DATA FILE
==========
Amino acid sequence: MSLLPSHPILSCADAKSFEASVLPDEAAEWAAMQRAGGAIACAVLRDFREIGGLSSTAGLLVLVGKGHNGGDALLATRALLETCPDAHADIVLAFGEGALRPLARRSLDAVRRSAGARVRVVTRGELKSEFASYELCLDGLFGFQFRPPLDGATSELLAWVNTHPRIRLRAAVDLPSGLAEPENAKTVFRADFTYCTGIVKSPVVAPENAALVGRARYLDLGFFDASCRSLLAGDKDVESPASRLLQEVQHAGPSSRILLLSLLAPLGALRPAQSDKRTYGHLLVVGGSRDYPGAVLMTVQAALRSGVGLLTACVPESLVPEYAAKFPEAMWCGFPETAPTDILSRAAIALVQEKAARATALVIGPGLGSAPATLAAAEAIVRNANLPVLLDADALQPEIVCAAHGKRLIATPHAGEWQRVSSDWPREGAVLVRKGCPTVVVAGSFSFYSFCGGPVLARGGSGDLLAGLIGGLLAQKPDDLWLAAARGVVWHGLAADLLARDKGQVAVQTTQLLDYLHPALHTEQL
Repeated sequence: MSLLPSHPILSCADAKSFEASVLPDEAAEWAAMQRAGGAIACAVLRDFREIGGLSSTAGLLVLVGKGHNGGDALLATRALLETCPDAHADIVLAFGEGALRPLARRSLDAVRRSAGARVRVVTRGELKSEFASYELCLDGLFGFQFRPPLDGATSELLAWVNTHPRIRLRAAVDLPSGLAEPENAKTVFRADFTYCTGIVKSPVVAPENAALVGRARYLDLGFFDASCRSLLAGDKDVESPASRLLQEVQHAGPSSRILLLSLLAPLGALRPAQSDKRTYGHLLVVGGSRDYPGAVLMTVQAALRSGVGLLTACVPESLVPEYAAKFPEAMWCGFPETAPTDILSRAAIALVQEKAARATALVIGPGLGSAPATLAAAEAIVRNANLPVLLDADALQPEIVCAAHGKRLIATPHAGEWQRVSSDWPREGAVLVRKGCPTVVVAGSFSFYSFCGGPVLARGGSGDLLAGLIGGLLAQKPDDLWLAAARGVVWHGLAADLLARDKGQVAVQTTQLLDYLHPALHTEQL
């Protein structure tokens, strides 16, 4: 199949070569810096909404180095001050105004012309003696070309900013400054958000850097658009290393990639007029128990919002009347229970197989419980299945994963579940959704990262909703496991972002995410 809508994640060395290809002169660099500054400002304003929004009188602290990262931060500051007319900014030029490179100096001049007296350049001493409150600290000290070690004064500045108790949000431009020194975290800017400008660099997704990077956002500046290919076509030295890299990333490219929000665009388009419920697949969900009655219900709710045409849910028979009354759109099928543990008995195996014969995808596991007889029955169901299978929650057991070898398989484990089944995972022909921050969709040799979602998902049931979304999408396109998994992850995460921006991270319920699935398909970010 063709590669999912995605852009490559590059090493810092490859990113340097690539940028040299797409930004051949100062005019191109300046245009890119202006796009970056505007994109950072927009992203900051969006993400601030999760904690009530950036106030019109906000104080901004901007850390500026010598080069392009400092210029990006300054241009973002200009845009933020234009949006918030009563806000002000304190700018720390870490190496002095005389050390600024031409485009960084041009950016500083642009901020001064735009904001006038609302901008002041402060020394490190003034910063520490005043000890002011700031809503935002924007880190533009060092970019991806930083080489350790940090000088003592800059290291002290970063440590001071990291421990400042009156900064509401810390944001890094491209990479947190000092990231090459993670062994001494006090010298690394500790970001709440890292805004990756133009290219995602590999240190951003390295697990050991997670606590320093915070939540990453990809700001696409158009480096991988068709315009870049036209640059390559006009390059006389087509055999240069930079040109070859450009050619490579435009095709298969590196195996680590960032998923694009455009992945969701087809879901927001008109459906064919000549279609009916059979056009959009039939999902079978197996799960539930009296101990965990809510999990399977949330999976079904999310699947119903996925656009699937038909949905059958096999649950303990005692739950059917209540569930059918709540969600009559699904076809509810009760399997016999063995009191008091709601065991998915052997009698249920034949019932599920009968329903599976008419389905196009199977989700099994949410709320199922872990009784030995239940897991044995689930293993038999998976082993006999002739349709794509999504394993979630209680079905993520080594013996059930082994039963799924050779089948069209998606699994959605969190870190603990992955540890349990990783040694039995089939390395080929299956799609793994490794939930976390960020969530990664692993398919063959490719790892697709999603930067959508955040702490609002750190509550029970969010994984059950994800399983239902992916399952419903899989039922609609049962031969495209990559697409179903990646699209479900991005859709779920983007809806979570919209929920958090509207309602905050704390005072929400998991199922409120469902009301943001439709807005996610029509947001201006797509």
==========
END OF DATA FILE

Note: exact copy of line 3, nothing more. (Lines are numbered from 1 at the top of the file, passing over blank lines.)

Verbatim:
């Protein structure tokens, strides 16, 4: 199949070569810096909404180095001050105004012309003696070309900013400054958000850097658009290393990639007029128990919002009347229970197989419980299945994963579940959704990262909703496991972002995410 809508994640060395290809002169660099500054400002304003929004009188602290990262931060500051007319900014030029490179100096001049007296350049001493409150600290000290070690004064500045108790949000431009020194975290800017400008660099997704990077956002500046290919076509030295890299990333490219929000665009388009419920697949969900009655219900709710045409849910028979009354759109099928543990008995195996014969995808596991007889029955169901299978929650057991070898398989484990089944995972022909921050969709040799979602998902049931979304999408396109998994992850995460921006991270319920699935398909970010 063709590669999912995605852009490559590059090493810092490859990113340097690539940028040299797409930004051949100062005019191109300046245009890119202006796009970056505007994109950072927009992203900051969006993400601030999760904690009530950036106030019109906000104080901004901007850390500026010598080069392009400092210029990006300054241009973002200009845009933020234009949006918030009563806000002000304190700018720390870490190496002095005389050390600024031409485009960084041009950016500083642009901020001064735009904001006038609302901008002041402060020394490190003034910063520490005043000890002011700031809503935002924007880190533009060092970019991806930083080489350790940090000088003592800059290291002290970063440590001071990291421990400042009156900064509401810390944001890094491209990479947190000092990231090459993670062994001494006090010298690394500790970001709440890292805004990756133009290219995602590999240190951003390295697990050991997670606590320093915070939540990453990809700001696409158009480096991988068709315009870049036209640059390559006009390059006389087509055999240069930079040109070859450009050619490579435009095709298969590196195996680590960032998923694009455009992945969701087809879901927001008109459906064919000549279609009916059979056009959009039939999902079978197996799960539930009296101990965990809510999990399977949330999976079904999310699947119903996925656009699937038909949905059958096999649950303990005692739950059917209540569930059918709540969600009559699904076809509810009760399997016999063995009191008091709601065991998915052997009698249920034949019932599920009968329903599976008419389905196009199977989700099994949410709320199922872990009784030995239940897991044995689930293993038999998976082993006999002739349709794509999504394993979630209680079905993520080594013996059930082994039963799924050779089948069209998606699994959605969190870190603990992955540890349990990783040694039995089939390395080929299956799609793994490794939930976390960020969530990664692993398919063959490719790892697709999603930067959508955040702490609002750190509550029970969010994984059950994800399983239902992916399952419903899989039922609609049962031969495209990559697409179903990646699209479900991005859709779920983007809806979570919209929920958090509207309602905050704390005072929400998991199922409120469902009301943001439709807005996610029509947001201006797509």